Robert Kuttner

Robert Kuttner is co-founder and co-editor of The American Prospect, and professor at Brandeis University's Heller School. His latest book is Can Democracy Survive Global Capitalism? In addition to writing for the Prospect, he writes for The Huffington Post, The Boston Globe, and the New York Review of Books. 

Follow Bob at his site, robertkuttner.com, and on Twitter. 

Recent Articles

Pelosi’s Perverse PAYGO Play

AP Photo/J. Scott Applewhite Speaker of the House Nancy Pelosi speaks on Capitol Hill in Washington. N ancy Pelosi has done an outstanding job of keeping a fractious House Democratic Caucus together and sending a consistent progressive message. She has been brilliant at helping newly muscular progressive legislators, while keeping Blue Dogs and New Dems from defecting to Republicans. She’s my hero, and I offer even gentle criticism with trepidation—but here goes. There is one weird anomaly in Pelosi’s game. That is her embrace and relentless enforcement of the pay-as-you-go budgeting rule, known as PAYGO. When the new Democratic House majority enacted the rules for this session of Congress in January, Pelosi whipped the Caucus so that skeptical progressives, with only a few dissenters, voted for PAYGO despite widespread misgivings. But in era when even Larry Summers, who sided with austerity hawks back when he had real power, feels compelled to make the case for deficits, PAYGO is...

Something There Is that Doesn’t Love a Wall

AP Photo/Rogelio V. Solis Chief Justice John Roberts speaks to third year law students from Mississippi College School of Law and the University of Mississippi School of Law in Jackson, Mississippi. I t will now get even more interesting to be Chief Justice John Roberts, as the Supreme Court will soon consider challenges to Trump’s abuse of presidential emergency powers. At least 16 state attorneys general have filed suit contending that Trump’s action to build his wall is unconstitutional. One can anticipate expedited review and a Supreme Court decision this term. And the Chief Justice is likely to be the deciding vote. On a few occasions, Roberts has decided to clip Trump’s wings, mainly out of concern for the reputation of the Supreme Court as an institution, and partly to position himself as the court’s new center (and a rightwing center at that.) One key case involved Roberts’s abrupt turnabout in NFIB v. Sebelius , where the court’s five conservatives were expected to overturn...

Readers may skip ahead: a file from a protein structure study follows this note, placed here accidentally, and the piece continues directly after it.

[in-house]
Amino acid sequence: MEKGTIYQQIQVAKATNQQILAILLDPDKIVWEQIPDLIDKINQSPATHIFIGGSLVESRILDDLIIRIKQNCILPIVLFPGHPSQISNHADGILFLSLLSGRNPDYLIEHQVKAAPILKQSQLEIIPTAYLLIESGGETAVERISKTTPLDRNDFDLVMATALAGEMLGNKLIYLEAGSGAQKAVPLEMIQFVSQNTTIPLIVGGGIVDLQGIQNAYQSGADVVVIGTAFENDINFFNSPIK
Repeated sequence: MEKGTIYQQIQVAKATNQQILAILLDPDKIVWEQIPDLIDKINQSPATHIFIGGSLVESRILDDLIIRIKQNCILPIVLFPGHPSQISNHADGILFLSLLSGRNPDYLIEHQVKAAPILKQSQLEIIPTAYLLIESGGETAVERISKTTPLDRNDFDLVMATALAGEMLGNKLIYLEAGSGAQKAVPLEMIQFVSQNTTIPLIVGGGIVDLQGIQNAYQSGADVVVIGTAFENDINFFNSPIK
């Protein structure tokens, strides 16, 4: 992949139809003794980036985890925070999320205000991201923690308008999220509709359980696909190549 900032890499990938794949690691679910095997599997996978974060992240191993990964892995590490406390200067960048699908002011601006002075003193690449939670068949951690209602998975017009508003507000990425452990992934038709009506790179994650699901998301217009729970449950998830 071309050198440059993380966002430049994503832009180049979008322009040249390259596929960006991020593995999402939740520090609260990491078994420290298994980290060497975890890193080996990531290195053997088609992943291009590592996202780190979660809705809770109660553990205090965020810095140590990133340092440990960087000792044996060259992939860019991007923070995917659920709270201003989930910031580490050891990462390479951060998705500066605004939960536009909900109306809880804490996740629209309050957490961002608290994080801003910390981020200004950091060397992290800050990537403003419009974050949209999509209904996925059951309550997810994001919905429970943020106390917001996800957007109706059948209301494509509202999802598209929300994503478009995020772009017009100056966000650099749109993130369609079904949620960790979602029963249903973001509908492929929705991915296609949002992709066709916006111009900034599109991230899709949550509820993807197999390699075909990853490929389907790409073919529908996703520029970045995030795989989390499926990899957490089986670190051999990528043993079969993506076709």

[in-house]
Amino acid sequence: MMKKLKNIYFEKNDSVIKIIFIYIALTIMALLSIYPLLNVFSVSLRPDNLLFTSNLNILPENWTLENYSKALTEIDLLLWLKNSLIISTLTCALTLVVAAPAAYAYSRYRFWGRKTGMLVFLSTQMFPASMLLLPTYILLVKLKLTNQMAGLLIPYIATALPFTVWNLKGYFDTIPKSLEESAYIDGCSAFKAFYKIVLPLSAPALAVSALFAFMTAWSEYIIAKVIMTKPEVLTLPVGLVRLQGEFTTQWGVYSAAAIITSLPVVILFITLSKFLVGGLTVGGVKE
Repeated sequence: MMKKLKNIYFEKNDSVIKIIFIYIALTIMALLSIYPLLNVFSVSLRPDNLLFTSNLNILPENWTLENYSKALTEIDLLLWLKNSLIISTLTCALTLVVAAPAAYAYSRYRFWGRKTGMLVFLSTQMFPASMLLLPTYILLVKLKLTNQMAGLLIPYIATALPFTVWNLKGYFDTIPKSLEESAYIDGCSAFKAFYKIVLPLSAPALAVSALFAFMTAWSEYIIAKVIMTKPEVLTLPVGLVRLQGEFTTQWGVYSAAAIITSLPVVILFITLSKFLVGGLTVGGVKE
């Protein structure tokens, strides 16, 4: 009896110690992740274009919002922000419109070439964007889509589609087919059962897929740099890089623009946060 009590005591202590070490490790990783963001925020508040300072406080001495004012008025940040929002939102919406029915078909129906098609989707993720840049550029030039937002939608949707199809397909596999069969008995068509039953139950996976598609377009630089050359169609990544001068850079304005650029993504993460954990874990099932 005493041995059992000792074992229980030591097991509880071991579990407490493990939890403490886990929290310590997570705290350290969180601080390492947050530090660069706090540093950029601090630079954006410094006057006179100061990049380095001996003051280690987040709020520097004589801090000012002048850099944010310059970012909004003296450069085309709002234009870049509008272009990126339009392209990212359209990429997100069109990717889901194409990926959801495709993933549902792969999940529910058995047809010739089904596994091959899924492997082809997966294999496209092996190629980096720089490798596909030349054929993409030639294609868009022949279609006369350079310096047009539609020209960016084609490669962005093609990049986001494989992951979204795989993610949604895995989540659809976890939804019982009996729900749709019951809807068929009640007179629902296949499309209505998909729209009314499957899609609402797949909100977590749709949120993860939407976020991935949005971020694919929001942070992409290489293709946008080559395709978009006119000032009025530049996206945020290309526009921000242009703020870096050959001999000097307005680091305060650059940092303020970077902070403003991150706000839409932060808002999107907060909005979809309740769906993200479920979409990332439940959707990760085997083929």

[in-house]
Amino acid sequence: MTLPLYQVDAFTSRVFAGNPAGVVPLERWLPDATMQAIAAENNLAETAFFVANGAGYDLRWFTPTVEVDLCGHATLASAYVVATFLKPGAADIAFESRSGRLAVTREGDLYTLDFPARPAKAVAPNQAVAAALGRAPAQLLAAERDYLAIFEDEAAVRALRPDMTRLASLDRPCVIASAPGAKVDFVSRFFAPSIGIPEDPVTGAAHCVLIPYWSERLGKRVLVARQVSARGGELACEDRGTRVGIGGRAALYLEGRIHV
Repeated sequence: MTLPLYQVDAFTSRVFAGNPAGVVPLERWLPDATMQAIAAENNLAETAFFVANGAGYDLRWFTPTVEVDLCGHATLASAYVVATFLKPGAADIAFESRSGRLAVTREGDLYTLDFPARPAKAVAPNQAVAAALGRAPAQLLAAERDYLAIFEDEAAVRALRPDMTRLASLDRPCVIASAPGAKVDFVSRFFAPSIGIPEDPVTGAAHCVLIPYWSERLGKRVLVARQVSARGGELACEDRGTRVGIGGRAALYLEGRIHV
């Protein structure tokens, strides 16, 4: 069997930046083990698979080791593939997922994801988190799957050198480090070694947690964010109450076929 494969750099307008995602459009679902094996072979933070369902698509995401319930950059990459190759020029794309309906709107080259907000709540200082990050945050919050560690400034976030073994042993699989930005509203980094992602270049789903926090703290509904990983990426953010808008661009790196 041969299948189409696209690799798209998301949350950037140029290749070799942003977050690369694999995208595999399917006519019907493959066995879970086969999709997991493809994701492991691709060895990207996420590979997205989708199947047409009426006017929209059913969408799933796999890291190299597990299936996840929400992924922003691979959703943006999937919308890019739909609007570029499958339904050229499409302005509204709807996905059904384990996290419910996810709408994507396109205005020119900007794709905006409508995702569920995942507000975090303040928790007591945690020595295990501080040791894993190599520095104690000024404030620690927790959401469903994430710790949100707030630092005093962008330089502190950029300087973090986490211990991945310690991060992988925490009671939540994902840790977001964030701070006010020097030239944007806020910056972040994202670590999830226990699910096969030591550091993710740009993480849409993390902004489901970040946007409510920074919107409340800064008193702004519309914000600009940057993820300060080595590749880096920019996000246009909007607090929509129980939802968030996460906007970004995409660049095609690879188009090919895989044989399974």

The Winner? AIPAC!

Alex Edelman/picture-alliance/dpa/AP Images Representative Ilhan Omar speaks during a press conference in Washington, D.C. L et’s begin by stipulating that Representative Ilhan Omar stepped way over the line when she suggested in a tweet that support for Israel was all about “the Benjamins,” meaning Ben Franklin’s face on a hundred dollar bill; and that she compounded the damage when asked by a reporter for the Jewish publication The Forward what she meant—and Omar tweeted, AIPAC! AIPAC is the American Israel Public Affairs Committee, otherwise known as the Israel lobby. What followed was a predictable, justifiable, and near-universal firestorm of criticism of Omar for playing into anti-Semitic stereotypes, and a demand for a groveling apology, which was duly forthcoming. Obviously, the entire subject of Jews, political money, and Israel is radioactive. To criticize the status quo, especially for a Muslim freshman member of the House, requires nuance and clarity, neither of which are...

The Welcome Arrival of Radicalism

Bill Clark/CQ Roll Call via AP Images Progressive Democrats of America holds a news conference to announce the launch of a Medicare for All Caucus at the Capitol. T he American Prospect has been writing about rising economic insecurity for as long as we’ve been publishing—since 1990. I first addressed the issue well before that, in a piece for the Atlantic titled “ The Declining Middle ,” published in 1983. As economists have now thoroughly documented, the average performance of the economy and the earnings of ordinary people began drastically diverging in the 1970s, as shown in an iconic chart first created by the Economic Policy Institute. Basically, earnings have been flat or declining for most of the bottom 90 percent, while total economic output has tripled. The divergence widened with the election of Ronald Reagan and the deliberate dismantling of a social compact that had provided equitable allocation of the gains. Fair allocation had been accomplished during the postwar era...

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